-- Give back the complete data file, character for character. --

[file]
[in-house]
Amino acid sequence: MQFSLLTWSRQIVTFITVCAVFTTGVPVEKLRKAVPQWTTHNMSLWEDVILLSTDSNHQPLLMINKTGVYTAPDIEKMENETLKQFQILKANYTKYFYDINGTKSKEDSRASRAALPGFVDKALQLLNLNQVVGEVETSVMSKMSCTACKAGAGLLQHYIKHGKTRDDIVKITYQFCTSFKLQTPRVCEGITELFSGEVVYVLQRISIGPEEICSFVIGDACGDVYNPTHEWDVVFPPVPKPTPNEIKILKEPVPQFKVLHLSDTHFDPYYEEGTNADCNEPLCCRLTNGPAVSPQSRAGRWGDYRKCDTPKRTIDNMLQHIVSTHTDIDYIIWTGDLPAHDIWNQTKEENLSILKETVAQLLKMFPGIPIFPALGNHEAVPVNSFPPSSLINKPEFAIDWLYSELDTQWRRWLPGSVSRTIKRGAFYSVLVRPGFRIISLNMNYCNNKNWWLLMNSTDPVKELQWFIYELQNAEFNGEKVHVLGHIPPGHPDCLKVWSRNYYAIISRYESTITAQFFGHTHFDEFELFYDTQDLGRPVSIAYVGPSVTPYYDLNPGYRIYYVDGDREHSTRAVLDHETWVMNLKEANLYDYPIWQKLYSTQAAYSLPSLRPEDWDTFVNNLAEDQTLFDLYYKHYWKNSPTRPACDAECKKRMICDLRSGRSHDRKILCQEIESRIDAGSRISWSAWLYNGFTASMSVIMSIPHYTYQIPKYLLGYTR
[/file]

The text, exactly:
[in-house]
Amino acid sequence: MQFSLLTWSRQIVTFITVCAVFTTGVPVEKLRKAVPQWTTHNMSLWEDVILLSTDSNHQPLLMINKTGVYTAPDIEKMENETLKQFQILKANYTKYFYDINGTKSKEDSRASRAALPGFVDKALQLLNLNQVVGEVETSVMSKMSCTACKAGAGLLQHYIKHGKTRDDIVKITYQFCTSFKLQTPRVCEGITELFSGEVVYVLQRISIGPEEICSFVIGDACGDVYNPTHEWDVVFPPVPKPTPNEIKILKEPVPQFKVLHLSDTHFDPYYEEGTNADCNEPLCCRLTNGPAVSPQSRAGRWGDYRKCDTPKRTIDNMLQHIVSTHTDIDYIIWTGDLPAHDIWNQTKEENLSILKETVAQLLKMFPGIPIFPALGNHEAVPVNSFPPSSLINKPEFAIDWLYSELDTQWRRWLPGSVSRTIKRGAFYSVLVRPGFRIISLNMNYCNNKNWWLLMNSTDPVKELQWFIYELQNAEFNGEKVHVLGHIPPGHPDCLKVWSRNYYAIISRYESTITAQFFGHTHFDEFELFYDTQDLGRPVSIAYVGPSVTPYYDLNPGYRIYYVDGDREHSTRAVLDHETWVMNLKEANLYDYPIWQKLYSTQAAYSLPSLRPEDWDTFVNNLAEDQTLFDLYYKHYWKNSPTRPACDAECKKRMICDLRSGRSHDRKILCQEIESRIDAGSRISWSAWLYNGFTASMSVIMSIPHYTYQIPKYLLGYTR